Formidably Impressed is a Honolulu-based greeting card company, founded by the duo of Cherish Prado and Gavin Murai.

Cherish and Gavin’s fun, cheeky designs capture the island aesthetic, but the designs take on a whole new layer of nostalgia when you realize they’re designed for and printed on an honest-to-goodness letterpress. I spoke with the pair about how they got their start and some of the challenges and opportunities of their vintage practice.

Could you start by introducing yourselves?

GAVIN: We are Formidably Impressed. Cherish Prado, the letterpress wizard, and Gavin Murai, the lettersmith. We are a letterpress greeting card company that delivers high regards and sometimes low blows with our typography-based designs.

How did Formidably Impressed start?

GAVIN: We met at Lana Lane Studios, a collective of creatives based in the Kakaʻako neighborhood of Honolulu, Hawaiʻi. While each of us have our own disciplines (letterpress printing and graphic design), we bonded over an affinity for the analog, handmade aesthetic and products, along with our sometimes misunderstood dry humor.

The name, Formidably Impressed, is simply another way to say “badass.” Combining that with the physical act of impressing our various greetings on paper, we felt it was a perfect fit for our company name.

What are your favorite things about working with one another?

GAVIN: Sharing the same dry, cynical humor and stories of our pets’ pet peeves.

CHERISH: We have a ton of similar interests, so I enjoy getting the scoop on new tools for home remodeling projects or talking smack about random topics. We have similar demeanors so running our business together has been fun and a great partnership.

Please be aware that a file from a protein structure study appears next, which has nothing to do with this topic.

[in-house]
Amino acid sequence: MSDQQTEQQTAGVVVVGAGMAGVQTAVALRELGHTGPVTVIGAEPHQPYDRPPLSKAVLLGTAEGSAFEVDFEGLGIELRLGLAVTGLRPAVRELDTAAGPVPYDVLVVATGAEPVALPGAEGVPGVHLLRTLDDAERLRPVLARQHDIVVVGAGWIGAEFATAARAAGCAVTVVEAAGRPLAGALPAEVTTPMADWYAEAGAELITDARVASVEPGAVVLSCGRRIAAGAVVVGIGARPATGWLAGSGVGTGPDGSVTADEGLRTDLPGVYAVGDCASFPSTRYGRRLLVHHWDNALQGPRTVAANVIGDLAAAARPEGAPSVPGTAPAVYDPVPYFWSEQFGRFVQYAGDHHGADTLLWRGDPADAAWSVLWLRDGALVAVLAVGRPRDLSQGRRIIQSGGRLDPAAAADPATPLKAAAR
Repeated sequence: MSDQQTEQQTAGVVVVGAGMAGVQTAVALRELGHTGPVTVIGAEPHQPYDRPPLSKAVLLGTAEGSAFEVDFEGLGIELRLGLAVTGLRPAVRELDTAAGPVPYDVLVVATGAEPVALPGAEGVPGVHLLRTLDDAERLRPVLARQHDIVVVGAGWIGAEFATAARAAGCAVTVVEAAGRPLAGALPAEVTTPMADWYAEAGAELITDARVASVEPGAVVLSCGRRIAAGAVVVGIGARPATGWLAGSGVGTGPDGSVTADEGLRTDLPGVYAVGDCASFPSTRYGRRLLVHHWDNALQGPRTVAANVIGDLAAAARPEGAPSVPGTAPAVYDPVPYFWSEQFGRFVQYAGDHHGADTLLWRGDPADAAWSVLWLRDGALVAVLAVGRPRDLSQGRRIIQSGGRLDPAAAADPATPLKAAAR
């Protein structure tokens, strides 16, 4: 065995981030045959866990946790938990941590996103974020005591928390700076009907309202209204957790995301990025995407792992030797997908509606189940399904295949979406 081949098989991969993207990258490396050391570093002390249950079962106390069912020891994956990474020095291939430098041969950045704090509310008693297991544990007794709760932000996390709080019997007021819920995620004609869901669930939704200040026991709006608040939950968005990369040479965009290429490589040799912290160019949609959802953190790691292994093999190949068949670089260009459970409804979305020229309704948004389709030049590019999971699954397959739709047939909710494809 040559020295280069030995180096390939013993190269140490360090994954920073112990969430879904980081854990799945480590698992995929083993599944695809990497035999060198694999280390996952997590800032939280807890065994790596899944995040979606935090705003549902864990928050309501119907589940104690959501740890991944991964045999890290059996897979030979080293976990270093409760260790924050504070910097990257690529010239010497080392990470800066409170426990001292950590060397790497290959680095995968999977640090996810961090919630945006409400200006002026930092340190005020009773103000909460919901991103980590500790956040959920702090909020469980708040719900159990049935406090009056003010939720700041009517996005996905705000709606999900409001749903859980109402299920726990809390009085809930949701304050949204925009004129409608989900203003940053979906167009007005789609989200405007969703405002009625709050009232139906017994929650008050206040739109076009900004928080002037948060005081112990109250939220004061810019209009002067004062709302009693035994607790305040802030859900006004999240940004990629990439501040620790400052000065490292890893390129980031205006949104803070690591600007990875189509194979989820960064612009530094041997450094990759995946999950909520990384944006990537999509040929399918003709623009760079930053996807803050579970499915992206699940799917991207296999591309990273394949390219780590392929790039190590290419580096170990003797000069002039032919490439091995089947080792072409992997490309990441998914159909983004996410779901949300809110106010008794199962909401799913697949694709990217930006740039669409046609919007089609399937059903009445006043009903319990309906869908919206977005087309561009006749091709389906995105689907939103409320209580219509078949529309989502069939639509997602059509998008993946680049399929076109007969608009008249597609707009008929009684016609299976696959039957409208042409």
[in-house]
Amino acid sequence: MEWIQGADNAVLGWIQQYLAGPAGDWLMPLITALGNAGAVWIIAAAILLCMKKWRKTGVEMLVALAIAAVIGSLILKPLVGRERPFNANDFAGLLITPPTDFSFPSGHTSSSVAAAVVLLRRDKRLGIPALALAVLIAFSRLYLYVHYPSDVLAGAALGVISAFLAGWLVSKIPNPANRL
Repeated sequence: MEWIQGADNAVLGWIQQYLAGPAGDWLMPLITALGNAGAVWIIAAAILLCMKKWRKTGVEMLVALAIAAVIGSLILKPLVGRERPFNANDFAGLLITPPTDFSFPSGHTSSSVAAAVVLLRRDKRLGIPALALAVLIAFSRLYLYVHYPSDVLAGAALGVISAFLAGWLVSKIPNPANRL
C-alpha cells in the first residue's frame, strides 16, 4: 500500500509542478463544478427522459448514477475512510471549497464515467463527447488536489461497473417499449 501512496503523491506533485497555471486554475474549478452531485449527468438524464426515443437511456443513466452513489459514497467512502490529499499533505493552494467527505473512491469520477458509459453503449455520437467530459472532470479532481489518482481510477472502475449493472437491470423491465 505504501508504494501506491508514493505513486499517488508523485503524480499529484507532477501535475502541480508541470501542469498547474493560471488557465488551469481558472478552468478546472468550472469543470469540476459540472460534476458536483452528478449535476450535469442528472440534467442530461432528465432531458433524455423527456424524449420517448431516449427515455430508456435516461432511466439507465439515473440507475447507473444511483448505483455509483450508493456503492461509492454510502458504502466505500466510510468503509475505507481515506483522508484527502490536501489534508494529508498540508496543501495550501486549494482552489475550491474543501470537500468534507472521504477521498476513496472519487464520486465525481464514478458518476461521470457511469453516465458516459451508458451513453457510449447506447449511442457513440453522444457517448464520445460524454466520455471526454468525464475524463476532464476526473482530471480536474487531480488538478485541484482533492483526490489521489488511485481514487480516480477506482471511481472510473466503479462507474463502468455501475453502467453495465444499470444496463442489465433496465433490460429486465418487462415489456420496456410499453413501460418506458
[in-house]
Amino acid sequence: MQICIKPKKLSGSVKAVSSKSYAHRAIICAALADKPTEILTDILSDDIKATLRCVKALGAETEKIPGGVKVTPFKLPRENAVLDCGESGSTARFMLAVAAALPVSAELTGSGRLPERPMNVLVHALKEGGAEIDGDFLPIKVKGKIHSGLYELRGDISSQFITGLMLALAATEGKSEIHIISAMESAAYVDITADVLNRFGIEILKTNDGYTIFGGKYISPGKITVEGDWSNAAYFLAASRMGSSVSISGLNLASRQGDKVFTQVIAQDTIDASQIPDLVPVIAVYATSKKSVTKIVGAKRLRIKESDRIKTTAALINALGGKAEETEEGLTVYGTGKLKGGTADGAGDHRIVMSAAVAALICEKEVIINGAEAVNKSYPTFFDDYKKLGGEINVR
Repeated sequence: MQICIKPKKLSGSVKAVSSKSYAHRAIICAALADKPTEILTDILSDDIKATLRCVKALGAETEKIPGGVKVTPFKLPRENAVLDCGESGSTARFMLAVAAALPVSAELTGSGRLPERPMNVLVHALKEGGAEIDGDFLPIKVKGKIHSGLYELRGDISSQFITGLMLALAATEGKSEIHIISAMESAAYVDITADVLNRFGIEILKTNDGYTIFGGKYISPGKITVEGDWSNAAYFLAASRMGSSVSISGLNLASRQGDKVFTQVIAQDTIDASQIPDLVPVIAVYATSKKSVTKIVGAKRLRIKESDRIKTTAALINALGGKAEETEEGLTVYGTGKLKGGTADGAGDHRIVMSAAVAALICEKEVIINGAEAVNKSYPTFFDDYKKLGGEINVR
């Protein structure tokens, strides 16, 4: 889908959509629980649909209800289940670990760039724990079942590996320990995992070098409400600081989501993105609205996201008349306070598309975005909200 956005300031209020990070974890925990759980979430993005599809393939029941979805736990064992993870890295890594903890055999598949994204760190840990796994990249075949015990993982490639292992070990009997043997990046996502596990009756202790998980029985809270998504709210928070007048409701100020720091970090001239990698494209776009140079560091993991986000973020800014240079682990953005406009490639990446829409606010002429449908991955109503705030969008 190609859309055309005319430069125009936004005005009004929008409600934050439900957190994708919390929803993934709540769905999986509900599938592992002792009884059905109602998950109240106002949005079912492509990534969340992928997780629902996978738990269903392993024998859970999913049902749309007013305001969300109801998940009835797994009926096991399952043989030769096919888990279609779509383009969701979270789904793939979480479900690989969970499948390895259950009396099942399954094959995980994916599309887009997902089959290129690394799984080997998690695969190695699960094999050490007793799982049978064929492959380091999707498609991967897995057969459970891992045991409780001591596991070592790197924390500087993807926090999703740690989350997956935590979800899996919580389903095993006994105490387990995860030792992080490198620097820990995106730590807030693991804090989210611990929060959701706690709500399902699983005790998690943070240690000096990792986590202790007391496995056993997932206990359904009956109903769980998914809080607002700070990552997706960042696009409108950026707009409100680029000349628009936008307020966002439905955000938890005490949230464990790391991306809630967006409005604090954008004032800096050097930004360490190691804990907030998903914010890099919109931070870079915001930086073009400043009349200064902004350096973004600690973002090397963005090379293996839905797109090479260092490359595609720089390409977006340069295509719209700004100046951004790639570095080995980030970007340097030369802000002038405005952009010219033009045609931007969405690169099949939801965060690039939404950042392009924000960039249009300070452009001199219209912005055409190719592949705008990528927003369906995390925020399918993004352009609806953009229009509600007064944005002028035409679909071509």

Where did your love for art begin?

GAVIN: My love for art and design began at an early age. A handbound sketchbook and a box of Legos were gifts that I spent many hours with when I was young. In my later years of elementary school, a love for surfing was gained. From that, came an obsession with surfboard building, illustration and logo design, which remains an inspiration to this day.

CHERISH: As for me, I grew up with a great-grandfather who taught me to appreciate creating and making things by hand. Although I may not be versed with a pen or pencil, I have a love for process and technique, which aid in the many challenges of printing on vintage presses.

What are your current creative influences?

GAVIN: Current influences range from mid-century Dutch graphic design, 1970s African funk music, our fellow Lana Lane Studios and POW! WOW! Worldwide family members, vinyl cover art from Hawaiian musicians in the 1960s, practicing of Brazilian Jiu Jitsu and even simple conversations with friends in the lineup at our local surf spot.

CHERISH: I’m a big music junky, and you can always catch me dancing to some Cubana jazz funk or switching it up with some dark cello when I’m designing or printing. I also watch a ton of movies and have been currently on a run of lighthearted European indie films. There are so many things that peak my creative interests, but connecting with fellow studiomates always gets the creative juices flowing.

Can you describe the creative process for a new card design?

GAVIN: The creative process for each card design starts with a conversation, whether it be amongst ourselves…

CHERISH: (with a bottle of whisky or scotch)